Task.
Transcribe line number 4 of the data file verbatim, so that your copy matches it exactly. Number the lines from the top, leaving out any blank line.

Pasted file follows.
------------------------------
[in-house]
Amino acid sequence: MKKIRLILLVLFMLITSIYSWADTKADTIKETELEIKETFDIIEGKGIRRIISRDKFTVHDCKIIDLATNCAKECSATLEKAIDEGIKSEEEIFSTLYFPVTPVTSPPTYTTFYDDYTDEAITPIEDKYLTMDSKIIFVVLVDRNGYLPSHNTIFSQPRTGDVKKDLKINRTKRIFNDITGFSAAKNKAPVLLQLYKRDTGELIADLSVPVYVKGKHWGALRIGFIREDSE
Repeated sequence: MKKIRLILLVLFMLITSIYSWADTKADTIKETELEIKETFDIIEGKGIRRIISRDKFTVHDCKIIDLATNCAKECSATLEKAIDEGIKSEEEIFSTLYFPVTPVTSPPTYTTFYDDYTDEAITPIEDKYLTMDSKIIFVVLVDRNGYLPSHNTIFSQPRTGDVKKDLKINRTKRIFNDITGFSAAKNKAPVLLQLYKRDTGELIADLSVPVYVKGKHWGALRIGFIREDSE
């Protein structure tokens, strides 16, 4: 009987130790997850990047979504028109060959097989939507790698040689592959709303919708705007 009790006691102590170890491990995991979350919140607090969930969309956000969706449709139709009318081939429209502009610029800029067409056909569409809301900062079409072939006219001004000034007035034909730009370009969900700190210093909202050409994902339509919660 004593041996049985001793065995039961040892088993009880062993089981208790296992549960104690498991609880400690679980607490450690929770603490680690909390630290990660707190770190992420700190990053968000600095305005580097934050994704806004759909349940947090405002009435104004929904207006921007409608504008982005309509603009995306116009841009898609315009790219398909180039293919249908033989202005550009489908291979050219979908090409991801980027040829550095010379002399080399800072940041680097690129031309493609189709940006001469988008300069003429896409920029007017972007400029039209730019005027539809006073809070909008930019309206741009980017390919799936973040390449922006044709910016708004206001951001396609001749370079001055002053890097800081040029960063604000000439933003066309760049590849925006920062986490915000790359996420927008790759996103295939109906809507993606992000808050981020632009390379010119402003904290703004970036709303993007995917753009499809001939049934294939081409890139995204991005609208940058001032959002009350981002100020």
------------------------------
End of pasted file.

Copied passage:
């Protein structure tokens, strides 16, 4: 009987130790997850990047979504028109060959097989939507790698040689592959709303919708705007 009790006691102590170890491990995991979350919140607090969930969309956000969706449709139709009318081939429209502009610029800029067409056909569409809301900062079409072939006219001004000034007035034909730009370009969900700190210093909202050409994902339509919660 004593041996049985001793065995039961040892088993009880062993089981208790296992549960104690498991609880400690679980607490450690929770603490680690909390630290990660707190770190992420700190990053968000600095305005580097934050994704806004759909349940947090405002009435104004929904207006921007409608504008982005309509603009995306116009841009898609315009790219398909180039293919249908033989202005550009489908291979050219979908090409991801980027040829550095010379002399080399800072940041680097690129031309493609189709940006001469988008300069003429896409920029007017972007400029039209730019005027539809006073809070909008930019309206741009980017390919799936973040390449922006044709910016708004206001951001396609001749370079001055002053890097800081040029960063604000000439933003066309760049590849925006920062986490915000790359996420927008790759996103295939109906809507993606992000808050981020632009390379010119402003904290703004970036709303993007995917753009499809001939049934294939081409890139995204991005609208940058001032959002009350981002100020």